A delight of the winter garden is observing the different birds that frequent it in search of food sources.
Honeyeaters will be attracted to a variety of plants, including native grevilleas and banksias, as well as camellias and other flowers rich in nectar. As many plants are devoid of leaves, the birds are also able to find grubs and insects that frequent the plants. Spider webs will provide a good source for nest building, in preparation for the laying of eggs.
Blue wrens, silver eyes, golden whistlers and eastern spinebills are all in evidence now.
The red wattle birds are also quite prevalent. These larger birds have striped feathers, but they can be identified by their rather raucous noise, and the red “wattle”, on the side of their necks.
Birds still require a source of water, so a dish of water, suspended at an appropriate height that will provide protection from cats, will provide drinking water as well as a place where the birds can splash about in.
Parrots and other larger birds will also be seeking food sources, including supplies of berries.
As citrus trees come towards the end of their fruiting cycle and still have some fruit left on the branches, flowers for next season’s crop will begin to appear. This is the time to give the tree some feed, using a complete fertiliser that has been specially prepared for citrus trees.
This applies to all citrus trees, including lemons, oranges, cumquats, limes and mandarins. After weeds have been removed, the fertiliser should be added to the drip line of the tree, underneath the outer branches, and watered in well. Add a cover of mulch, using compost, sugar cane or leaf litter.
New growth will also appear soon. Citrus leaf miner attacks tender new growth, leaving silvery trails under the surface of the leaves and causing them to become badly misshapen. However, in order to reduce the incidence of citrus leaf miner, Pestoil, which is a biologically friendly horticultural spray, should be applied about every 10 days.
Wallflowers are plants that are often overlooked for the winter garden, perhaps because they may be regarded as being somewhat “Old fashioned”. However, they are quite a valuable flowering plant to add to the garden at this time, for several reasons. Wallflowers are mostly evergreen annuals in our climate, although cooler areas that are protected from extremes of summer heat and winds would be able to support perennial varieties. Plant sizes can range from rockery plants through to medium-sized shrubs.
A variety of hybrid varieties is available, usually in specific colour ranges. They are floriferous, producing their flowers almost continually during their shorter season.
The flower stems of wallflowers are usually tall, although hybrid varieties may produce more compact blooms.
The flower heads carry dense clusters of smaller four-petalled blooms on stems that have narrow green-blue foliage. Colours can vary from strong yellows, oranges and reds, though to perennial varieties that feature softer colours including blues and purples through to pinks and paler oranges. Cooler weather will lead to more intense colouring. As the warmer weather commences, the colour of the flowers, particularly the perennial varieties, will become paler.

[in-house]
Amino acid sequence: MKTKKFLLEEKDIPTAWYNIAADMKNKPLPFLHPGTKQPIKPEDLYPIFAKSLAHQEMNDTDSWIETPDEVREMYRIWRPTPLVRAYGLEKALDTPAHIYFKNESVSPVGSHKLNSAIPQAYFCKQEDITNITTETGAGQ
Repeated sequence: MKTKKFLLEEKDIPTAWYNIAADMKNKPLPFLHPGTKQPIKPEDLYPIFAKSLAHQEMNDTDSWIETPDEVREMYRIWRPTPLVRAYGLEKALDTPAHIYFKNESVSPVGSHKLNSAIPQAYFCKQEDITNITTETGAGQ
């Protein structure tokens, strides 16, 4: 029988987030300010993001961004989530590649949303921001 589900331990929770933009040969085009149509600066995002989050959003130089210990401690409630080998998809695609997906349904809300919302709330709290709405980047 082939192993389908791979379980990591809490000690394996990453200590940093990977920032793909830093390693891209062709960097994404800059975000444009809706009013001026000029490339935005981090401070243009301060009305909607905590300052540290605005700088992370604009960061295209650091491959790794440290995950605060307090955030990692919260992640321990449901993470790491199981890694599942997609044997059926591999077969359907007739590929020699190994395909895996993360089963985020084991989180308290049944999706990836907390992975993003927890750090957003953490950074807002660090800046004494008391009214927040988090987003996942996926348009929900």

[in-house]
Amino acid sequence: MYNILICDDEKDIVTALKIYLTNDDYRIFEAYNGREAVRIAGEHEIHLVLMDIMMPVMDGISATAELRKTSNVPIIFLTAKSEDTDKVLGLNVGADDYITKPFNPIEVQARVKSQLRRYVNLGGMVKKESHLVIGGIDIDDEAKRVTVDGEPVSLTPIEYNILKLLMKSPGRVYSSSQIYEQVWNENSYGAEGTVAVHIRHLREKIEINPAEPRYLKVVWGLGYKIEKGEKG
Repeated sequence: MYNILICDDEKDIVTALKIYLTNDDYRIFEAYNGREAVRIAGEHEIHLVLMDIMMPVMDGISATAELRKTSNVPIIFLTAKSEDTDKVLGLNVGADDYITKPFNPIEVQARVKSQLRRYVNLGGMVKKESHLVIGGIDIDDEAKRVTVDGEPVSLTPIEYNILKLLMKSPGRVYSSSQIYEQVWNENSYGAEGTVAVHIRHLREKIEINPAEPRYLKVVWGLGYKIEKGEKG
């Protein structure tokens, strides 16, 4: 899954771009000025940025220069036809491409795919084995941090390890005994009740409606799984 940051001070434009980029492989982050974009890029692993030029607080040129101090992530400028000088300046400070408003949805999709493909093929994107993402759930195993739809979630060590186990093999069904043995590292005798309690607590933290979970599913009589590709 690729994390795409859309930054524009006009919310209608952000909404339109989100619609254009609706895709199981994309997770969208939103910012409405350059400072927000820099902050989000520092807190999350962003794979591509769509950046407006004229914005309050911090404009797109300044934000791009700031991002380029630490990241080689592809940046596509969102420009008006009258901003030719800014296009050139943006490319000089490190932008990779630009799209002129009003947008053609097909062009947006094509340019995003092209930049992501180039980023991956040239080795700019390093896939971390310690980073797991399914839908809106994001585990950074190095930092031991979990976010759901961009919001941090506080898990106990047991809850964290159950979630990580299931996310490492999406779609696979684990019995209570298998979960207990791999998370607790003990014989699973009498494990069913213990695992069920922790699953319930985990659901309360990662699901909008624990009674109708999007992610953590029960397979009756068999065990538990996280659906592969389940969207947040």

However, in whatever form is chosen, wallflowers add bright colour to the winter garden.
One of the main features of wallflowers that are overlooked when they are being considered for the garden is the richly fragrant scent they produce. It is a warm, musky scent, somewhat similar to that produced by older style pansies. The warmth of the winter sun will bring out the fragrance so that it fills the surrounding area of the garden. Wallflower plants should be planted into moist, well-drained soils. Maintaining a good water supply will help to prolong the flowering season.
Regular feeding, trimming and the removal of dead flower heads will also assist to extend to season.
Perennials that are older and have developed woody stems should be cut back hard. They can be raised from cuttings taken from non-flowering stems, while annual plants are raised from seed.
Certain weeds are produced during winter and should be removed from the garden to reduce their numbers next year.
If they have produced flower heads, these can be removed from the plant. The plant is then soaked in water for a couple of weeks. The resultant solution is nutrient-rich and is ideal to add to the compost heap.
Another beneficial plant to add to the compost heap is comfrey. The leaves can also be used as mulch, as they contain silica, nitrogen, magnesium, calcium, potassium and iron. Adding comfrey leaves to a worm farm will assist in producing larger worms.
Comfrey is an herbaceous perennial. It has large hairy leaves and grows in a rosette to a metre in height. Although it is dormant in cold areas during winter, it is a hardy plant with a wide, climatic range. Plants produce high yields in fertile, well-watered soil.
Plants, in the form of root cuttings or crown divisions can be planted out in spring. If the roots are disturbed once the plants have become established, a new plant will be produced. Excess plants can be covered with layers of wet newspaper and mulch. The plants underneath will rot away, leaving a rich, black compost.